Wei Xiangyuan believes that although the concept of merchants being low-class in the Tang Dynasty did not completely change, but in general, the government’s attitude towards business and the policies it implemented were more enlightened. In the Song Dynasty, a group of thinkers who defended the right of merchants emerged as a result of movement that treated merchants as valuable resources for the state. For example, Chen Liang, a representative of the Yongjia School in the Southern Song Dynasty, believed that business owner’s wealth can be used to support the country: “If the rich can’t accumulate their wealth and businessmen can’t make a profit, the country will be in trouble.” Another example of those reformer is Ye Shi, who suggested that the “rich business owners” should be offered special treatments; since they are the “states and counties’ and the rest of the country depends upon them. The thoughts and propositions of the scholar-officials in the Song dynasties on business was similar to Chen’s. The scholar-officials at that time had fully realized the relationship between commercial development and the imperial finances and even national security; for which they advocated that the state should take measures to improve the social status of private business owner. Making them a position that encourages people to pursue individual wealth and a higher quality of life. From the aspect of establishing a supportive policy on small businesses, the institutionalization of regulated commerce and taxation to change the government commercial policy fostered the country’s social and economic progress and laid a solid material foundation for the development of social civilization in the later ages.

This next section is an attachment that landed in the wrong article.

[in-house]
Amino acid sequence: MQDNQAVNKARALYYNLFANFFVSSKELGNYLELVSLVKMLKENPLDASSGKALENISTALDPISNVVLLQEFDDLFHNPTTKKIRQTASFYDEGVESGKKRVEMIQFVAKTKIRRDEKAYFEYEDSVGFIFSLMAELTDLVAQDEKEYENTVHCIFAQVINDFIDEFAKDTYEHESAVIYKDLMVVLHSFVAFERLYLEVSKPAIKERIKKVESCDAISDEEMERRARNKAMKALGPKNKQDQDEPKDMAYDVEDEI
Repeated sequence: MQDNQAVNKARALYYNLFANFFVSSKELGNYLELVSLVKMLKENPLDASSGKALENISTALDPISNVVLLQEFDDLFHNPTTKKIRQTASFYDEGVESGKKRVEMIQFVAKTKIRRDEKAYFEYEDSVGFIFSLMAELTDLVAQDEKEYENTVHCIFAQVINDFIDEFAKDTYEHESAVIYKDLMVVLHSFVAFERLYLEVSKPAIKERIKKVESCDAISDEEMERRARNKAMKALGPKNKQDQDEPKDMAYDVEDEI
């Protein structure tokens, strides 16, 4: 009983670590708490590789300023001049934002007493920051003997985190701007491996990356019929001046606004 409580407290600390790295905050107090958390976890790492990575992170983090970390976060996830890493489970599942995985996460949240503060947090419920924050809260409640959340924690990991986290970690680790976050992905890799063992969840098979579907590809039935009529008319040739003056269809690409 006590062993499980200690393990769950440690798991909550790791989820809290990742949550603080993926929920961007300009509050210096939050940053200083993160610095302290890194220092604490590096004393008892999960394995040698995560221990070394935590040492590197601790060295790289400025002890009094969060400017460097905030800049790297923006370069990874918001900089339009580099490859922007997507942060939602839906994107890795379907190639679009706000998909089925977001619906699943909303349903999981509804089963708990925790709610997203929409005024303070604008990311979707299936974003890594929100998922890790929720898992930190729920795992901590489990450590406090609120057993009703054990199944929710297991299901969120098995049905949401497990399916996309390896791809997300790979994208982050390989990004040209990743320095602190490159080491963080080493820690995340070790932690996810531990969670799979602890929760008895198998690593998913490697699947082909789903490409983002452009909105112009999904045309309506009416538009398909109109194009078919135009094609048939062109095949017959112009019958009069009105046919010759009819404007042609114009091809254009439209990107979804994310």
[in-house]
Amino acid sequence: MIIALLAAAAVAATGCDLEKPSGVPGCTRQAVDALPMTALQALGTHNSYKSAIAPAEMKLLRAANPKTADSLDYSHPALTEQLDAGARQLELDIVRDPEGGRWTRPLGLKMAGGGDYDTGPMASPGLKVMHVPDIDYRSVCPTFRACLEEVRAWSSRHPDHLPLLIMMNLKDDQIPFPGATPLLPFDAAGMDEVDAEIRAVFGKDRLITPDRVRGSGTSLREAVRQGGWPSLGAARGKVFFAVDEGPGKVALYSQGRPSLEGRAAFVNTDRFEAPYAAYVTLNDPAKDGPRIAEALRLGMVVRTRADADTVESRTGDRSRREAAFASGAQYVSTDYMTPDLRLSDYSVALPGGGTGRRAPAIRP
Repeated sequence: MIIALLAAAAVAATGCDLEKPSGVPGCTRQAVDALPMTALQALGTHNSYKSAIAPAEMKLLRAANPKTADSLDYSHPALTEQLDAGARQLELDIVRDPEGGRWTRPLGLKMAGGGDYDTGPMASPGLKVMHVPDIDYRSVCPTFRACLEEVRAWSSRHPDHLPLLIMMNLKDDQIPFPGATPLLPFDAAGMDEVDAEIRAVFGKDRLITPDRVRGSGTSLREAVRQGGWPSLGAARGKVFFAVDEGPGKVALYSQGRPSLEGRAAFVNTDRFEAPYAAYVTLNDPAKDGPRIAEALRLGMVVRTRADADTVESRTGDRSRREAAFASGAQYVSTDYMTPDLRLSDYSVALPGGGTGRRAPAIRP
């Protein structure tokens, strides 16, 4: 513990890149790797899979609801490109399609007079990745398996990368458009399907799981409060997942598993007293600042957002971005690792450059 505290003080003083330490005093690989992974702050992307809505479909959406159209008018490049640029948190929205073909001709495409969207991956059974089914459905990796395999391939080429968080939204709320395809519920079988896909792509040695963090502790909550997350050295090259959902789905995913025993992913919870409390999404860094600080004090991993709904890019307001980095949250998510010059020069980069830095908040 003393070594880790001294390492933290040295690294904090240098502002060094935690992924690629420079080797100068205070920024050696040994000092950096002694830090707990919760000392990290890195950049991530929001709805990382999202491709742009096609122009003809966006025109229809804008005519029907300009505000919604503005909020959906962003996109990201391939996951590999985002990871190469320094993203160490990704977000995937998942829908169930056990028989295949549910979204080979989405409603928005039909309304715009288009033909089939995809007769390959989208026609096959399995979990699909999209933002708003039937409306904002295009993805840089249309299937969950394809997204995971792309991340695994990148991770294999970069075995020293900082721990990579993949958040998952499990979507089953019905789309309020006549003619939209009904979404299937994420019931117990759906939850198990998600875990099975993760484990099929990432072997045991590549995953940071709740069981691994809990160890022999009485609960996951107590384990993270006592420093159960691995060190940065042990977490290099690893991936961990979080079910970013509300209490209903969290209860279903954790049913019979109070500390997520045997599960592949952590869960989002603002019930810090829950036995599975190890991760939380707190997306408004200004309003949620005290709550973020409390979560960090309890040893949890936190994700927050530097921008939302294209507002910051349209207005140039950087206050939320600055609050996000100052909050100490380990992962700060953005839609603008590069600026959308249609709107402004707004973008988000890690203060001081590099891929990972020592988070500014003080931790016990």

Han Yu, a well-known ancient scholar in the Tang Dynasty, believed that the material demands of life cannot be obtained by each person’s own production, but should be produced by a collective effort of people from all occupations in the society, including agriculture, industry, and commerce”, which is “the way of mutual growth and mutual support.” He said: “The millet, the crop is born. If cloth and silk, they must be silkworms, and then they will become successful. All other health-preserving tools need to be completed after manpower. I rely on it; but people cannot do it everywhere. It is appropriate for each to regenerate each other.” Han Yu affirmed the necessity of having different roles in the society, while assuring the important of agriculture at the same time. He thought that the traditional agriculture and modern commerce can be used to support each other, thus make both industries more productive than they were. In addition, he also had a positive attitude towards foreign trade, believing that foreign trade will not only bring considerable economic benefits, but also have the effect of securing borders and good-neighborliness in politics. This clearly lay the foundation of modern globalization in China and was contrary to the Chinese traditional belief of its closed-door policy.
Han’s endorsement of foreign trade was certainly scattered throughout Chinese history, but those unconventional theories was relatively common considering the circumstances of the Song Dynasties. By 1067, the death of Yingzong emperor, the economy and culture of China’s feudal society had reached unprecedented prosperity, a number of outstanding economic thinkers put forward their own theory of profit and desire at this time. Especially for Li Mei, who believed that the people’s desire to pursue material wealth is natural, and that financial profit is the basis for the generation of rituals and justice. Li also emphasized the necessity of industry and commerce, but at the same time pointed out that “Although it is people’s natural intention to become wealthy, there must not be too many merchants in the society.”